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Research: Meat and dairy consumers prioritise animal welfare over sustainability
Siân Yates

Siân Yates

20 May 2024

Research: Meat and dairy consumers prioritise animal welfare over sustainability

A study led by researchers at various European universities found that the treatment of animals takes precedence over sustainability in driving consumer purchasing decisions. The research, published in the Food Quality and Preference journal, was conducted by the universities of Portsmouth and Newcastle in the UK, Swedish University of Agricultural Sciences, University of Córdoba in Spain, Mendel University in Czech Republic and Agroscope from Switzerland.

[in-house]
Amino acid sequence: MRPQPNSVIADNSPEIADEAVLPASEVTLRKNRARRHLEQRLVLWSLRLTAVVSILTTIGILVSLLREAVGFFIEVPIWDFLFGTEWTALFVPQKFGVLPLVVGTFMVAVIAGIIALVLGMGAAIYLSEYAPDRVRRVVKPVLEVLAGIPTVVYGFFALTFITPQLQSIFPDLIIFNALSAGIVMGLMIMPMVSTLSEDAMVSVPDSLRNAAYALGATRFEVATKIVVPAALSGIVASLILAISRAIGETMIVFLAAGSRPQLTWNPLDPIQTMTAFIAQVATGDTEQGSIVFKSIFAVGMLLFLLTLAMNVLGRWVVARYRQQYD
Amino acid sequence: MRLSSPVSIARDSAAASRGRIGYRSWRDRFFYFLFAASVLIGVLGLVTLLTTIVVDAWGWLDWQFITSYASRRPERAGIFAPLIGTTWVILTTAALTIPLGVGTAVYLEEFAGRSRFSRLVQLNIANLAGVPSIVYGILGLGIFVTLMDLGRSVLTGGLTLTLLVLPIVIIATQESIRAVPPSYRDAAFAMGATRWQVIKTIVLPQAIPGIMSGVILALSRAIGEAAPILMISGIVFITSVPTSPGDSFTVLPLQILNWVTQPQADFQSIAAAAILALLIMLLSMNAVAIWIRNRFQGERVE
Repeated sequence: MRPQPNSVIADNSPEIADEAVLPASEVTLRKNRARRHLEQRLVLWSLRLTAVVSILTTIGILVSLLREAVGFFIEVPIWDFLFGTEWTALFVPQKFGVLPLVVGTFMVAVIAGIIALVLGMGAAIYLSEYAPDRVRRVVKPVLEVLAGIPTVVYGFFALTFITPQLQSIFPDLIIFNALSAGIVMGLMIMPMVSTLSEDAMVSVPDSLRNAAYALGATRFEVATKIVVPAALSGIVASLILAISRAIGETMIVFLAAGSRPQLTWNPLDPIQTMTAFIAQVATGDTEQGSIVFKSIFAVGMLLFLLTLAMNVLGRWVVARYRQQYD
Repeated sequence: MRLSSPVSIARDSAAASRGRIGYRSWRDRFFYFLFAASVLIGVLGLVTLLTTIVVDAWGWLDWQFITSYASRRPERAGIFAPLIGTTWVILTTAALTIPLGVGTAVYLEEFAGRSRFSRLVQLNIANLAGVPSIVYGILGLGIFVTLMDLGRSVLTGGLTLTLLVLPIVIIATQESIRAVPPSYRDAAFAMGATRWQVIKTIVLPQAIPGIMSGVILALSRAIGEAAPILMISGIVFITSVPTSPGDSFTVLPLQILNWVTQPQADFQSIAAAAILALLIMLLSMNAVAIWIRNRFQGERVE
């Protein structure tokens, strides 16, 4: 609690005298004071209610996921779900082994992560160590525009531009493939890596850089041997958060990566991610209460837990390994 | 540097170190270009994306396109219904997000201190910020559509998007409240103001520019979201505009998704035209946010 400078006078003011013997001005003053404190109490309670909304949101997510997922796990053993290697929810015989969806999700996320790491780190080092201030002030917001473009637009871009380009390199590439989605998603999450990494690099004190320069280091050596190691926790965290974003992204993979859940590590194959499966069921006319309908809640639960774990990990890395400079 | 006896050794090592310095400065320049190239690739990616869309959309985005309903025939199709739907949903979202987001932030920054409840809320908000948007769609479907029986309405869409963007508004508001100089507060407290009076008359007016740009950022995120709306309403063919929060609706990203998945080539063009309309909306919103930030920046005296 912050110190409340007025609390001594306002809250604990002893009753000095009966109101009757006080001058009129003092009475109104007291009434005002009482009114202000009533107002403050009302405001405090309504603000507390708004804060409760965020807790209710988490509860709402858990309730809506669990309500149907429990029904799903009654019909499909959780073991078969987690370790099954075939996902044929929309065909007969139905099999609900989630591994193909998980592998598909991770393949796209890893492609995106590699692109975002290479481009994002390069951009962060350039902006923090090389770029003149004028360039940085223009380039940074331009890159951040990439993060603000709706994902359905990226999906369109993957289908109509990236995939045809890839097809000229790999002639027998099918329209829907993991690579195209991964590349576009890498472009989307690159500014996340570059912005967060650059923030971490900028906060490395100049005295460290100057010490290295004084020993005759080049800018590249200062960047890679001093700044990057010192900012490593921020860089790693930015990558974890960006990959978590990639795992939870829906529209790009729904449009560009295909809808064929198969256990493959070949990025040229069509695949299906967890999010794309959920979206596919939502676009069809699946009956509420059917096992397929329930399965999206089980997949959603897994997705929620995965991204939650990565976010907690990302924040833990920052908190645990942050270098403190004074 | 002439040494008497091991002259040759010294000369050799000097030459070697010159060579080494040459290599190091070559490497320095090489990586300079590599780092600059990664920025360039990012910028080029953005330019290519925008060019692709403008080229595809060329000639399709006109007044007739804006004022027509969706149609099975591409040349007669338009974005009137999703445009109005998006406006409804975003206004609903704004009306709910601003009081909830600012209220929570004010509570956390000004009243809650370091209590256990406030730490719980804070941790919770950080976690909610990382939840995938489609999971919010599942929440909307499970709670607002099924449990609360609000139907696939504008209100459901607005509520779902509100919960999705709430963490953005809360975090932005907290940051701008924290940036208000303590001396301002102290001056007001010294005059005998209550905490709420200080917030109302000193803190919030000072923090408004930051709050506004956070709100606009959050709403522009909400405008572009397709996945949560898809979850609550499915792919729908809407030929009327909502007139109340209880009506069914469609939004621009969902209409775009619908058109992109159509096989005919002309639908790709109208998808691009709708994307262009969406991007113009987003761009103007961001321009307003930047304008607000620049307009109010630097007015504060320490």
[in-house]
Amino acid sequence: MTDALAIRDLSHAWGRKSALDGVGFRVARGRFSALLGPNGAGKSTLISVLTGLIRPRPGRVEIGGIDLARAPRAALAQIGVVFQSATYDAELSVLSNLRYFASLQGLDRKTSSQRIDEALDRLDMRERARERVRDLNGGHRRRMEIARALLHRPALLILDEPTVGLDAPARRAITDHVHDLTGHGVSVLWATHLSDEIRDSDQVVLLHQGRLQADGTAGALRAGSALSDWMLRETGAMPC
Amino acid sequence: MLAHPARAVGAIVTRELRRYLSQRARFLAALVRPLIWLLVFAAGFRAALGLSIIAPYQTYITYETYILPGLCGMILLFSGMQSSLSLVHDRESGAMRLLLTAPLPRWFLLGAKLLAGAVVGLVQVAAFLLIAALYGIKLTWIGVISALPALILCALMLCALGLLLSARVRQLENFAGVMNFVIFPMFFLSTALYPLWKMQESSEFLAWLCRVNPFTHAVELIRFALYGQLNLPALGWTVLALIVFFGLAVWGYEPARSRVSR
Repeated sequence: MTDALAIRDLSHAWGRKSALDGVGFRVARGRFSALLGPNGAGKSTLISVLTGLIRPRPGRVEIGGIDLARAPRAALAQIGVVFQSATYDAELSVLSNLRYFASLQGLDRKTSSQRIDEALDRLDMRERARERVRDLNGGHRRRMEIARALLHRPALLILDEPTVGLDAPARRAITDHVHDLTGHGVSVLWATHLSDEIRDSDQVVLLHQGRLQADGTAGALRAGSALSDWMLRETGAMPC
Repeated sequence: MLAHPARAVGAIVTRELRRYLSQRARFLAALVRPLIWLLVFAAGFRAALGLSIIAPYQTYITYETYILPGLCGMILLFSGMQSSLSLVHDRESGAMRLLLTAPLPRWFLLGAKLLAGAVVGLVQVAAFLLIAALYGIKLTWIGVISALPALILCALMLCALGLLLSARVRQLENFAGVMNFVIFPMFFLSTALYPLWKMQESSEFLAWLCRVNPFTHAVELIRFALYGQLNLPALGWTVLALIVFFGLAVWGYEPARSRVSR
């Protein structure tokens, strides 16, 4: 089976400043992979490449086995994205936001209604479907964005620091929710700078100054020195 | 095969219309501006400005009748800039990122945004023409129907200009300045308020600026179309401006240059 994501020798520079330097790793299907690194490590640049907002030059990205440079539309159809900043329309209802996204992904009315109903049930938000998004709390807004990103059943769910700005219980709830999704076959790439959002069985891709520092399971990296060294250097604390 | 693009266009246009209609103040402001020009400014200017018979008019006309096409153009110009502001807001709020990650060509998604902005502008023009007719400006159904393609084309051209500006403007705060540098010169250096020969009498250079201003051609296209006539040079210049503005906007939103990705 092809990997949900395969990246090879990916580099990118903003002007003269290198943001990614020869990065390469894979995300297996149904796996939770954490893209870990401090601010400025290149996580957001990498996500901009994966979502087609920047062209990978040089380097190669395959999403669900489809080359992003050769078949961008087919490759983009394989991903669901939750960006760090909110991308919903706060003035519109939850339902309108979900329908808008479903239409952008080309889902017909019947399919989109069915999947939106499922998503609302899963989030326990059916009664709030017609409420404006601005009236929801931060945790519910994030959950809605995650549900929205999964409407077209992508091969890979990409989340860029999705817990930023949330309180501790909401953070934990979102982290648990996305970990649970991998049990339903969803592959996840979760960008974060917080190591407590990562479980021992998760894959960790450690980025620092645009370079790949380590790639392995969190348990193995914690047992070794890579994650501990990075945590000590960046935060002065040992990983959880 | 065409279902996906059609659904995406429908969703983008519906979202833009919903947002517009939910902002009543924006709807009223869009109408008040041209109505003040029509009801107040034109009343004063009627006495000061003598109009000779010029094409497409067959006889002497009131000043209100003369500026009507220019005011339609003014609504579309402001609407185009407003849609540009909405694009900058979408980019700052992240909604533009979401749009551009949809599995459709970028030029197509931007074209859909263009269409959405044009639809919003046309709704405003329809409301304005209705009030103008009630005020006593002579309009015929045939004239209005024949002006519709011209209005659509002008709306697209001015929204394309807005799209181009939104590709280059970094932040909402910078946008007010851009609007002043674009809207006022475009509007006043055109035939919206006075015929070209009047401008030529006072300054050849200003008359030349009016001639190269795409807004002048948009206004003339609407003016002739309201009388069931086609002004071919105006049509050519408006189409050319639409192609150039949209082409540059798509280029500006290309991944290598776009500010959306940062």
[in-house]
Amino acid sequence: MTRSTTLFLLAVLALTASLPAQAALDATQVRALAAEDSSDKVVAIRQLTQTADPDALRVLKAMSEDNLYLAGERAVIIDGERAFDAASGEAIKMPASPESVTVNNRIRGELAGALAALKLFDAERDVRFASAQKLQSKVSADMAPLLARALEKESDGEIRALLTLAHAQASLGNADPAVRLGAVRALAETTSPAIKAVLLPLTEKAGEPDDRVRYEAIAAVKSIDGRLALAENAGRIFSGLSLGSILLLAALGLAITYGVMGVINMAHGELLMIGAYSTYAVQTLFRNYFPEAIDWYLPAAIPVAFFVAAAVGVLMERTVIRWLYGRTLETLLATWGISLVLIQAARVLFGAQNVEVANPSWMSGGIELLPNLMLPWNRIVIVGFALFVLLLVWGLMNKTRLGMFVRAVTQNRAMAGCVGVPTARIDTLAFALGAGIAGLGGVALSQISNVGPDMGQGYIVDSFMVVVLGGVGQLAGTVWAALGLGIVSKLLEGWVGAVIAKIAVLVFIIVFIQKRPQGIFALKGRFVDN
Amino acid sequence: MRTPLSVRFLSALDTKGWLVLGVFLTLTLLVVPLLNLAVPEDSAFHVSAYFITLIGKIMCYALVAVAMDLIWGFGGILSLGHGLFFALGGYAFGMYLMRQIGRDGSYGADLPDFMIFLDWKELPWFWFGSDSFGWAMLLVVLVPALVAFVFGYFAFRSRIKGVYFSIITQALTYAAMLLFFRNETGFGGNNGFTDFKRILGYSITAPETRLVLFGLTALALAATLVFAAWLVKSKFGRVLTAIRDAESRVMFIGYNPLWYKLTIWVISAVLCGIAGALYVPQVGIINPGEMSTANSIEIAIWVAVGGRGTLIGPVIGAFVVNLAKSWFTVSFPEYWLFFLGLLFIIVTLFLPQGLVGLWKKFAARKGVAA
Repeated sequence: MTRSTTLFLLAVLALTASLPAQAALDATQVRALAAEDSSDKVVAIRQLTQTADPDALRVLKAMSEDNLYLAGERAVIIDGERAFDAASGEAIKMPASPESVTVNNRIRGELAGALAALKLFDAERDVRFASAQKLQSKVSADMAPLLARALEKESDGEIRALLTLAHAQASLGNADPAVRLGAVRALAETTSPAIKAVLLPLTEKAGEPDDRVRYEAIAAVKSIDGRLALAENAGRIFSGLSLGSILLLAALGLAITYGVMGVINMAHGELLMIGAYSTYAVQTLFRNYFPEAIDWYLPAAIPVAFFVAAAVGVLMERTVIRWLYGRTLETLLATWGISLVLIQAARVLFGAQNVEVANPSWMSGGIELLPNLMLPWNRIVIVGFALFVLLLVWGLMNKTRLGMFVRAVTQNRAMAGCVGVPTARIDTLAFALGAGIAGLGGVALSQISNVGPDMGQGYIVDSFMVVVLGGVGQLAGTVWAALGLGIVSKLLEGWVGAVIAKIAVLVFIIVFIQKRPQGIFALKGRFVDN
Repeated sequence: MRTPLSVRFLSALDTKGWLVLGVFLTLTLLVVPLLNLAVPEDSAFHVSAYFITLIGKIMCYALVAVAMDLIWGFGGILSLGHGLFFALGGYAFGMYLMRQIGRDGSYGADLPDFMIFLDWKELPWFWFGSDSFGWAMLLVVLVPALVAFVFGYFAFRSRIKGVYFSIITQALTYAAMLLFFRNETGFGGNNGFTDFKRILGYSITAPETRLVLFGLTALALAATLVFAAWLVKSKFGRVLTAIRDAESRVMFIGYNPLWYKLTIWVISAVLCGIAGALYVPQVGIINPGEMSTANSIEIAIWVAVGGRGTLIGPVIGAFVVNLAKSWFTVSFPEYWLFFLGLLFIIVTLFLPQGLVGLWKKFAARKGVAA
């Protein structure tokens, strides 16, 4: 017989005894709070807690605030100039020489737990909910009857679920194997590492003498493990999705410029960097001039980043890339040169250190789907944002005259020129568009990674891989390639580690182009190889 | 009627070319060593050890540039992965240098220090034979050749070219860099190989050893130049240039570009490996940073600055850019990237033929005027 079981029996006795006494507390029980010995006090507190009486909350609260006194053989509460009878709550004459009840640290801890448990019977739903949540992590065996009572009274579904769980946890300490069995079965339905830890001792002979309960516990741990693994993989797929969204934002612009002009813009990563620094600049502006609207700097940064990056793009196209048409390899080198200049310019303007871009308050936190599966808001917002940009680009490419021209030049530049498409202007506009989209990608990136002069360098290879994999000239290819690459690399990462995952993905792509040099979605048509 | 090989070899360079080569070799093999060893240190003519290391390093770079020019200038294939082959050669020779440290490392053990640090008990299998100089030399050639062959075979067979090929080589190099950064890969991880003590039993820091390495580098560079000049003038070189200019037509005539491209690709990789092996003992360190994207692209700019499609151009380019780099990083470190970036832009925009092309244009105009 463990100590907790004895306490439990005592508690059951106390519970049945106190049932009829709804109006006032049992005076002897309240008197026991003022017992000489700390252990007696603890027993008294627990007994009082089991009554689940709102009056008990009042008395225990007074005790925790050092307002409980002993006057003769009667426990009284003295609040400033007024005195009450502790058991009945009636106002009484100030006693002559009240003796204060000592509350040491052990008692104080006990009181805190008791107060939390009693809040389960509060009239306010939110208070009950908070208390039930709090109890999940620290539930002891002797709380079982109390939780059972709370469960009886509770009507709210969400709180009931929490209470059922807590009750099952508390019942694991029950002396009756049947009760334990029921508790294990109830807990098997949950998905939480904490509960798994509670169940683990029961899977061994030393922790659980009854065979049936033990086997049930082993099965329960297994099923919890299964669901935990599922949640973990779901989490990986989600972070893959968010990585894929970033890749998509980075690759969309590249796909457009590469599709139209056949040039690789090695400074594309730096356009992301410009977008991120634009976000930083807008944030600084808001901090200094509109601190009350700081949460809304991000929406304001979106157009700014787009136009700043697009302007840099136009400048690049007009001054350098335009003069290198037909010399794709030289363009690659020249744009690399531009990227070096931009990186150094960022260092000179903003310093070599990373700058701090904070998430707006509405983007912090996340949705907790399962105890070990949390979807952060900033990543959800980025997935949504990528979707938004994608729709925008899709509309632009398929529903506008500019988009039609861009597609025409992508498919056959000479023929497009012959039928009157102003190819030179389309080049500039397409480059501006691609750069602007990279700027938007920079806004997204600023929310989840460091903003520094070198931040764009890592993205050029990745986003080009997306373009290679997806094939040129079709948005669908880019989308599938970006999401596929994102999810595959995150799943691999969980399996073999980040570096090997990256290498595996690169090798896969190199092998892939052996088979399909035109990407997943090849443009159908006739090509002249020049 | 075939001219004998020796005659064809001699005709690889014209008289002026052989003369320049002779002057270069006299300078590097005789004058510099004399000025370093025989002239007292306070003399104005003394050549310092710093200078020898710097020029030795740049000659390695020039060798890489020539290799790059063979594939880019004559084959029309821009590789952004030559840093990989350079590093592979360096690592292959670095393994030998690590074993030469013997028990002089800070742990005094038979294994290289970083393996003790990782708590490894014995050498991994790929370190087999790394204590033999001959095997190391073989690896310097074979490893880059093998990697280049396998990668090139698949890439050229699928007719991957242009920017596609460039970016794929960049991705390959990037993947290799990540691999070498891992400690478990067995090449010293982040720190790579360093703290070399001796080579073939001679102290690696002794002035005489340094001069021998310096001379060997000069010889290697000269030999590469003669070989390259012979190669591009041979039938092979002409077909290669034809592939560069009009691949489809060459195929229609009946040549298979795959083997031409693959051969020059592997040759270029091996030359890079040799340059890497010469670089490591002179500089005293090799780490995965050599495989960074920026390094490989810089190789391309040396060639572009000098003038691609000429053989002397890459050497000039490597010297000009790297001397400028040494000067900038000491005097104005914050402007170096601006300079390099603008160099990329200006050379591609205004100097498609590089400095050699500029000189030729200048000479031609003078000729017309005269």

The research spanned across the five European countries mentioned above to identify the attributes that are most important to consumers buying meat or dairy products. A total of 3,192 participants took part in a survey, where they were asked to rate the importance of 18 different factors when shopping for meat and dairy products on a scale from 1 (not at all important) to 5 (extremely important). The factors included taste and quality attributes such as freshness, healthy eating, nutrition, price, processing, special offers, convenience of use/preparation and brand familiarity. It also considered animal welfare attributes such as whether the meat/dairy products are outdoor-reared, free range and pasture-fed, and attributes related to environmental sustainability, including whether the products were locally produced, sustainable packaging, food miles, carbon footprint, or organic, for example, and social sustainability, such as fair trade credentials or whether the producer or farmer was fairly paid. Across all surveyed countries, the findings showed that consumers consistently prioritised freshness, quality/taste and animal welfare as the most important attributes. In contrast, environmental factors such as food miles, carbon footprint and organic production were deemed less important in influencing purchasing decisions. However, sustainability labels were perceived as helpful among consumers. Study co-author Andy Jin, senior lecturer in risk management in the faculty of Business and Law at the University of Portsmouth, said: “Our study highlights the complex interplay of factors that influence consumer behaviour when buying meat and dairy products. Consumers indicated that information related to animal welfare, food safety, and health and nutrition was considered more important than environmental sustainability when making food choices.” Lin added: “The findings demonstrate the importance of labelling strategies that encompass multiple aspects of product attributes, beyond environmental considerations alone. Labels on their own are not enough to change behaviour, especially for consumers who have low or no behavioural intention to buy sustainable meat or dairy products.” “These results should be translated into additional policy measures, such as nudges or behavioural interventions, helping individuals translate their attitudes into behaviour and facilitating the choice of sustainably produced products.”

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